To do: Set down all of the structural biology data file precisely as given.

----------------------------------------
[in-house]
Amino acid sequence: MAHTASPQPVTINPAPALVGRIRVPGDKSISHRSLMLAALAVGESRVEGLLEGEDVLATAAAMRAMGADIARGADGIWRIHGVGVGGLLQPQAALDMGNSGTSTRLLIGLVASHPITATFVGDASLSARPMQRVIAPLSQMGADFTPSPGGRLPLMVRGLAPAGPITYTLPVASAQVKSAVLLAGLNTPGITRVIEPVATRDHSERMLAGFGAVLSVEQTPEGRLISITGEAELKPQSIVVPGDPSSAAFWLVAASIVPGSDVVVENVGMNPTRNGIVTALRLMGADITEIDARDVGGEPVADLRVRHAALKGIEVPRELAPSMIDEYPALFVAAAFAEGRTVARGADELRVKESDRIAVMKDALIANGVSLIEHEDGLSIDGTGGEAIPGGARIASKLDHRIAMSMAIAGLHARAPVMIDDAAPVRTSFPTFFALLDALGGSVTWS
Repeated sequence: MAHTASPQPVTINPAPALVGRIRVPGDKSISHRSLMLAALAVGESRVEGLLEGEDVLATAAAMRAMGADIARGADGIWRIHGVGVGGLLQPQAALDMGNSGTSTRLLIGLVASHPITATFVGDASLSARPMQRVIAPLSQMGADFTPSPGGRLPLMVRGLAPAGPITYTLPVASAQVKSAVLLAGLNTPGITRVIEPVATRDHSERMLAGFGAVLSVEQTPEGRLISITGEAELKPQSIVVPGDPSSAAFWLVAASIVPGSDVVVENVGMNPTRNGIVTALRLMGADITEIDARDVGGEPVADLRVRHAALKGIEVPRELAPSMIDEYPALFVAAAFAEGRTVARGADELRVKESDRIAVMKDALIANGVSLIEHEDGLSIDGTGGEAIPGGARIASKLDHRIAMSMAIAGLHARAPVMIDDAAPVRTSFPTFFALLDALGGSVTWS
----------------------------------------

[in-house]
Amino acid sequence: MAHTASPQPVTINPAPALVGRIRVPGDKSISHRSLMLAALAVGESRVEGLLEGEDVLATAAAMRAMGADIARGADGIWRIHGVGVGGLLQPQAALDMGNSGTSTRLLIGLVASHPITATFVGDASLSARPMQRVIAPLSQMGADFTPSPGGRLPLMVRGLAPAGPITYTLPVASAQVKSAVLLAGLNTPGITRVIEPVATRDHSERMLAGFGAVLSVEQTPEGRLISITGEAELKPQSIVVPGDPSSAAFWLVAASIVPGSDVVVENVGMNPTRNGIVTALRLMGADITEIDARDVGGEPVADLRVRHAALKGIEVPRELAPSMIDEYPALFVAAAFAEGRTVARGADELRVKESDRIAVMKDALIANGVSLIEHEDGLSIDGTGGEAIPGGARIASKLDHRIAMSMAIAGLHARAPVMIDDAAPVRTSFPTFFALLDALGGSVTWS
Repeated sequence: MAHTASPQPVTINPAPALVGRIRVPGDKSISHRSLMLAALAVGESRVEGLLEGEDVLATAAAMRAMGADIARGADGIWRIHGVGVGGLLQPQAALDMGNSGTSTRLLIGLVASHPITATFVGDASLSARPMQRVIAPLSQMGADFTPSPGGRLPLMVRGLAPAGPITYTLPVASAQVKSAVLLAGLNTPGITRVIEPVATRDHSERMLAGFGAVLSVEQTPEGRLISITGEAELKPQSIVVPGDPSSAAFWLVAASIVPGSDVVVENVGMNPTRNGIVTALRLMGADITEIDARDVGGEPVADLRVRHAALKGIEVPRELAPSMIDEYPALFVAAAFAEGRTVARGADELRVKESDRIAVMKDALIANGVSLIEHEDGLSIDGTGGEAIPGGARIASKLDHRIAMSMAIAGLHARAPVMIDDAAPVRTSFPTFFALLDALGGSVTWS